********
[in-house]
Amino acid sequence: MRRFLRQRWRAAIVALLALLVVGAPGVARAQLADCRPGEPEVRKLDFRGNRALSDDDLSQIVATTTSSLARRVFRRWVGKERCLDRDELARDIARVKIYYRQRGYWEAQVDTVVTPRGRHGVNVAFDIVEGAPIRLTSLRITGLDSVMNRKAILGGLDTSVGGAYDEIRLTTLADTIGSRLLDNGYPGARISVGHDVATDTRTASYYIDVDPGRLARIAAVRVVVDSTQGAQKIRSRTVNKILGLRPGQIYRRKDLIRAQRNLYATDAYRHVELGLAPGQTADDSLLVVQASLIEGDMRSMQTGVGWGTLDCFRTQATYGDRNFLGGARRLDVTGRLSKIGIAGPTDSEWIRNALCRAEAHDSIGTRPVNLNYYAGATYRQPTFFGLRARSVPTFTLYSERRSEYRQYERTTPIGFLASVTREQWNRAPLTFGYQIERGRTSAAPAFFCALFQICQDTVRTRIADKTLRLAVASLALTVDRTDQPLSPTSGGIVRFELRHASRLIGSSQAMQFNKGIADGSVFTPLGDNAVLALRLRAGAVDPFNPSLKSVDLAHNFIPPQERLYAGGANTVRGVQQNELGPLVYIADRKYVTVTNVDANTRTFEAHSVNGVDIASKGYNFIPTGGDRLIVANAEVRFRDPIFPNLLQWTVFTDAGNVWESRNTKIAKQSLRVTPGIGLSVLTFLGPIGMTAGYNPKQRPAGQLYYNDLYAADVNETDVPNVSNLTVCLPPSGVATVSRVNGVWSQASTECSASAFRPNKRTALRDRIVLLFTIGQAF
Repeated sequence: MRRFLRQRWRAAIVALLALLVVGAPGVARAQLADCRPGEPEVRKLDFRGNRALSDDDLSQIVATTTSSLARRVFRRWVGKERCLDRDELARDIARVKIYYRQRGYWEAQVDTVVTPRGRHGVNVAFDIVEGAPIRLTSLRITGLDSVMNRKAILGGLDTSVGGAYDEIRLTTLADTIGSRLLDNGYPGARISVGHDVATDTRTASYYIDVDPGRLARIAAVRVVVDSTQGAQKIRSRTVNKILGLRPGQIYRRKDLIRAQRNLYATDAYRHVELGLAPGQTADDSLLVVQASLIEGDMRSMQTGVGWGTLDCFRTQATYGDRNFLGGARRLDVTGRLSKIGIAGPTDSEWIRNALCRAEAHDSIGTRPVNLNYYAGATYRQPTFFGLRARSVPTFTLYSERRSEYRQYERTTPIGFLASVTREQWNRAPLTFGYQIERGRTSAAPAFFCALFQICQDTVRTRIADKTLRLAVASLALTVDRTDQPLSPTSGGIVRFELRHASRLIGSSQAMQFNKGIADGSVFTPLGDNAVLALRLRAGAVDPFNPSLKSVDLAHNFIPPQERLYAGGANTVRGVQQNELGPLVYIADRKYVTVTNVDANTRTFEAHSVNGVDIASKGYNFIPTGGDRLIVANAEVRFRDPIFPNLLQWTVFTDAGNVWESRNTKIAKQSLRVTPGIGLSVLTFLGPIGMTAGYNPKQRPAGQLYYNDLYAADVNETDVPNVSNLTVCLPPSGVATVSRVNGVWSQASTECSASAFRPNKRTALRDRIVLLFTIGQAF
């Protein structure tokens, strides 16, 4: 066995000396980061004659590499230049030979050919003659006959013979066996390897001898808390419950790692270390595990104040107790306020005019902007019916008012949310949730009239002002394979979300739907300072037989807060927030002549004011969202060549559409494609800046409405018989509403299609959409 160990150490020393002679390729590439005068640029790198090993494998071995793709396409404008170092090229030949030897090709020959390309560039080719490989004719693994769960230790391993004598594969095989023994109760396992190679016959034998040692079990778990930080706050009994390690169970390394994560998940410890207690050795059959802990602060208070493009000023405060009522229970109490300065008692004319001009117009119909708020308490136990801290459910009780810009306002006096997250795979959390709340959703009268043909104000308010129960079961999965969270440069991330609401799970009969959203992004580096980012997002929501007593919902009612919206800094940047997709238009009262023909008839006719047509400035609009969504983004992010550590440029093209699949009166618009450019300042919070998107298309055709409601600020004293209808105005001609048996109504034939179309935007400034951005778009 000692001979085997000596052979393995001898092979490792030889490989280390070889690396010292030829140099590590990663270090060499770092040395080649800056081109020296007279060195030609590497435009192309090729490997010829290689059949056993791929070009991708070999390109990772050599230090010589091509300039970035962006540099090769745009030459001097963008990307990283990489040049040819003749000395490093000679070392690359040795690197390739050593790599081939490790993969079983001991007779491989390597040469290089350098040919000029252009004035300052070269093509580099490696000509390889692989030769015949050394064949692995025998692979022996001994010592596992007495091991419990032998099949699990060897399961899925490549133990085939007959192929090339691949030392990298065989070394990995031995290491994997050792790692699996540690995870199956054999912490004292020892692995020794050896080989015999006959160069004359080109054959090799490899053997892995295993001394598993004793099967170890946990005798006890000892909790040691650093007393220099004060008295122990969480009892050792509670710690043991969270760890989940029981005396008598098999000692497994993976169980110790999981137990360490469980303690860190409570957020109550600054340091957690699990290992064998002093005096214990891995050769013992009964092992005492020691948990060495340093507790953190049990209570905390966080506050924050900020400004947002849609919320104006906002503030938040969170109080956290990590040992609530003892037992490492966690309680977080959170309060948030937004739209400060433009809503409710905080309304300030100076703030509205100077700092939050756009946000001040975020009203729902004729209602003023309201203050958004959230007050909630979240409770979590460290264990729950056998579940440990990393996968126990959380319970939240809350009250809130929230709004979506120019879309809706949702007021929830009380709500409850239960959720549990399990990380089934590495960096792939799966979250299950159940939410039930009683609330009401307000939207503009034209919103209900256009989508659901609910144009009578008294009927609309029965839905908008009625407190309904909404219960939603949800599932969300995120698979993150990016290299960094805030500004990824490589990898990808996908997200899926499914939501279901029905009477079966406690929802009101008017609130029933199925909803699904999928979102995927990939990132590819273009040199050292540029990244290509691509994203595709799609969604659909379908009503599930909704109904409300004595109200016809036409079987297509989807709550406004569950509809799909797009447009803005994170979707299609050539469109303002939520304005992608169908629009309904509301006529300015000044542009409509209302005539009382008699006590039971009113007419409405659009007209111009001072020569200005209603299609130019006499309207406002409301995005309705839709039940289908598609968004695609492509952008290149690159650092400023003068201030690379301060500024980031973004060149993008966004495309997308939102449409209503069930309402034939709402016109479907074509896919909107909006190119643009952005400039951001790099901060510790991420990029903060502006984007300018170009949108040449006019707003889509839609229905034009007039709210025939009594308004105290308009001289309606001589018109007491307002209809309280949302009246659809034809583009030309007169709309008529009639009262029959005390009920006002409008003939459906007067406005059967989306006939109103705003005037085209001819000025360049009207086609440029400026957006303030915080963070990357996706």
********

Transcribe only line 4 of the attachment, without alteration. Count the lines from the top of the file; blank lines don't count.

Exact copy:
């Protein structure tokens, strides 16, 4: 066995000396980061004659590499230049030979050919003659006959013979066996390897001898808390419950790692270390595990104040107790306020005019902007019916008012949310949730009239002002394979979300739907300072037989807060927030002549004011969202060549559409494609800046409405018989509403299609959409 160990150490020393002679390729590439005068640029790198090993494998071995793709396409404008170092090229030949030897090709020959390309560039080719490989004719693994769960230790391993004598594969095989023994109760396992190679016959034998040692079990778990930080706050009994390690169970390394994560998940410890207690050795059959802990602060208070493009000023405060009522229970109490300065008692004319001009117009119909708020308490136990801290459910009780810009306002006096997250795979959390709340959703009268043909104000308010129960079961999965969270440069991330609401799970009969959203992004580096980012997002929501007593919902009612919206800094940047997709238009009262023909008839006719047509400035609009969504983004992010550590440029093209699949009166618009450019300042919070998107298309055709409601600020004293209808105005001609048996109504034939179309935007400034951005778009 000692001979085997000596052979393995001898092979490792030889490989280390070889690396010292030829140099590590990663270090060499770092040395080649800056081109020296007279060195030609590497435009192309090729490997010829290689059949056993791929070009991708070999390109990772050599230090010589091509300039970035962006540099090769745009030459001097963008990307990283990489040049040819003749000395490093000679070392690359040795690197390739050593790599081939490790993969079983001991007779491989390597040469290089350098040919000029252009004035300052070269093509580099490696000509390889692989030769015949050394064949692995025998692979022996001994010592596992007495091991419990032998099949699990060897399961899925490549133990085939007959192929090339691949030392990298065989070394990995031995290491994997050792790692699996540690995870199956054999912490004292020892692995020794050896080989015999006959160069004359080109054959090799490899053997892995295993001394598993004793099967170890946990005798006890000892909790040691650093007393220099004060008295122990969480009892050792509670710690043991969270760890989940029981005396008598098999000692497994993976169980110790999981137990360490469980303690860190409570957020109550600054340091957690699990290992064998002093005096214990891995050769013992009964092992005492020691948990060495340093507790953190049990209570905390966080506050924050900020400004947002849609919320104006906002503030938040969170109080956290990590040992609530003892037992490492966690309680977080959170309060948030937004739209400060433009809503409710905080309304300030100076703030509205100077700092939050756009946000001040975020009203729902004729209602003023309201203050958004959230007050909630979240409770979590460290264990729950056998579940440990990393996968126990959380319970939240809350009250809130929230709004979506120019879309809706949702007021929830009380709500409850239960959720549990399990990380089934590495960096792939799966979250299950159940939410039930009683609330009401307000939207503009034209919103209900256009989508659901609910144009009578008294009927609309029965839905908008009625407190309904909404219960939603949800599932969300995120698979993150990016290299960094805030500004990824490589990898990808996908997200899926499914939501279901029905009477079966406690929802009101008017609130029933199925909803699904999928979102995927990939990132590819273009040199050292540029990244290509691509994203595709799609969604659909379908009503599930909704109904409300004595109200016809036409079987297509989807709550406004569950509809799909797009447009803005994170979707299609050539469109303002939520304005992608169908629009309904509301006529300015000044542009409509209302005539009382008699006590039971009113007419409405659009007209111009001072020569200005209603299609130019006499309207406002409301995005309705839709039940289908598609968004695609492509952008290149690159650092400023003068201030690379301060500024980031973004060149993008966004495309997308939102449409209503069930309402034939709402016109479907074509896919909107909006190119643009952005400039951001790099901060510790991420990029903060502006984007300018170009949108040449006019707003889509839609229905034009007039709210025939009594308004105290308009001289309606001589018109007491307002209809309280949302009246659809034809583009030309007169709309008529009639009262029959005390009920006002409008003939459906007067406005059967989306006939109103705003005037085209001819000025360049009207086609440029400026957006303030915080963070990357996706």